Sulfur Hexafluoride, although nontoxic is a 100% manmade gas and comes in small quantities in the atmosphere, it has a GWP of 23,000 times that of CO2.
Hydrogen Sulfide (H2S) on the other hand is highly toxic, flammable and explosive, with a GWP of 72. This gas is frequently found in fossil fuels and all efforts are made to remove it, as it is very corrosive to various metals.

The other gases are byproducts of industrial processes.
The National Oceanic and Atmospheric Administration (NOAA), confirms that Methane (CH4) leakages from industrial installations are much stronger than formerly thought (9%) and that lowering these leakages need to be addressed simultaneously with Carbon (CO2) leakages.

Concentration in the atmosphere, of principle gases in 2000 years

Climate Change

Rajenda Pachauri, the chairman of the Intergovernmental Panel on Climate Change (IPCC), said in his organization’s latest report provided: “unequivocal” evidence that since 1950 the atmosphere and oceans had warmed, and that scientists were now “95 per cent certain”, that humans were the “dominant cause”. In 2007 it was 90% and in 2001 66%. So if you want to know where Climate Change is coming from, look in the mirror.

This is not to give one a sense of guilt, but a hint to contribute more to mitigate the causes of Climate Change, reduce emissions of Greenhouse Gases, wherever you have a handle of it. Mind you that the effects of some gases, e.g. CO2 are globally, while others have more regional effects. Ultimately the warming of the planet and its disastrous results will in general be felt all over the world.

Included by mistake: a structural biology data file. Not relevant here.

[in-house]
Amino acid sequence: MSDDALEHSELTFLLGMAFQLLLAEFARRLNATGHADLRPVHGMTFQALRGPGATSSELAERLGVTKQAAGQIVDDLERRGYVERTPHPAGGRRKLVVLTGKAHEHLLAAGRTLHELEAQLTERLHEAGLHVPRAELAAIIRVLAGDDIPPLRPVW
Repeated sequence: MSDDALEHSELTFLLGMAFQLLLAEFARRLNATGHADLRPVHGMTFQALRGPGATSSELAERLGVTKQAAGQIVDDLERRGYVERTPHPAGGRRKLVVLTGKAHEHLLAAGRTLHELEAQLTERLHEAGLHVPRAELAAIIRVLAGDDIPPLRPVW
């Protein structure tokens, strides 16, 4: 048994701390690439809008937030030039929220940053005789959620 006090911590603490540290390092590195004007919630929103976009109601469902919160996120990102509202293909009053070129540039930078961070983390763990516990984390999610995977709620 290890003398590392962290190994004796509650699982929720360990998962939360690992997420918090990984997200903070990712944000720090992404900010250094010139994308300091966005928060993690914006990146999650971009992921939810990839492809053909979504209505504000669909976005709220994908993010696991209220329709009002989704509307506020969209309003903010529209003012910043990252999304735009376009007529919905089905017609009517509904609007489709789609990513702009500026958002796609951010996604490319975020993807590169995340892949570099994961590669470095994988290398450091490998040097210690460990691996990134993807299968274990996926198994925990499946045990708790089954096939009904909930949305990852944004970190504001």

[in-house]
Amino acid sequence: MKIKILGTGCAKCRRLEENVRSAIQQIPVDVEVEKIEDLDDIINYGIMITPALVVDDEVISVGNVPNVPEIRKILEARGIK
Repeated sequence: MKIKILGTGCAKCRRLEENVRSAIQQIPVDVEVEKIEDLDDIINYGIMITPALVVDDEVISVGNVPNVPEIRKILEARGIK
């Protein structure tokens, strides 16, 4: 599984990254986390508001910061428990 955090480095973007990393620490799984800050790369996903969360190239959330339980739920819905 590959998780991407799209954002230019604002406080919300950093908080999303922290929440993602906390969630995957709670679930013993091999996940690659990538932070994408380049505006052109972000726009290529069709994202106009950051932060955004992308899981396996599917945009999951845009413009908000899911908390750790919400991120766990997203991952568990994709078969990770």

The higher temperatures caused by the rise of GHG emissions, are the cause of more severe weather patterns, larger and more severe storms, more frequent inundations and long drought periods and melting of ice and snow in areas of permanent ice caps (Cryosphere) .

The monster storms we have seen in the last years are, in my opinion, causing short-term pauses in temperature rise, due to the huge masses of air moved over the large areas they cover.  The IPCC also mentions in this respect that in those periods solar activity was reduced and volcanic action blocked sunlight.

We can already notice the results from higher temperatures and melting Cryosphere, as the ocean levels are rising, resulting in more inundations of lower coastal areas. Also, higher temperatures increase the volumes of water bodies. There is a new NASA report out, based on observations(May2014), that the glaciers from the Western part of Antarctica’s  Cryosphere, are melting beyond point of return, which will raise the predicted Ocean levels to four feet or 1.20m at the end of this century. Many coastal areas will be permanently inundated. Mind you these are observations and not computer simulations.

Higher temperatures have also effect on living creatures in the oceans (Hydrosphere), moving conditions for the marine live and depleting their natural food, with negative consequences for coral reefs, salmon and other fish used frequently by humans and other predators.

It is clear that with all life on earth being tremendously intertwined, the climate change has far reaching negative impact on all life. Still, there are some people, who for whatever reason, do not believe that the change is for the worst. Reasons I have heard are pointing in the direction of narrow-mindedness, let’s face it. Sure, some people like more prolonged warm seasons, but not at the risk of the increased suffering by the rest of the world population, human and other living beings alike. See also the documentary “Years of Living Dangerously”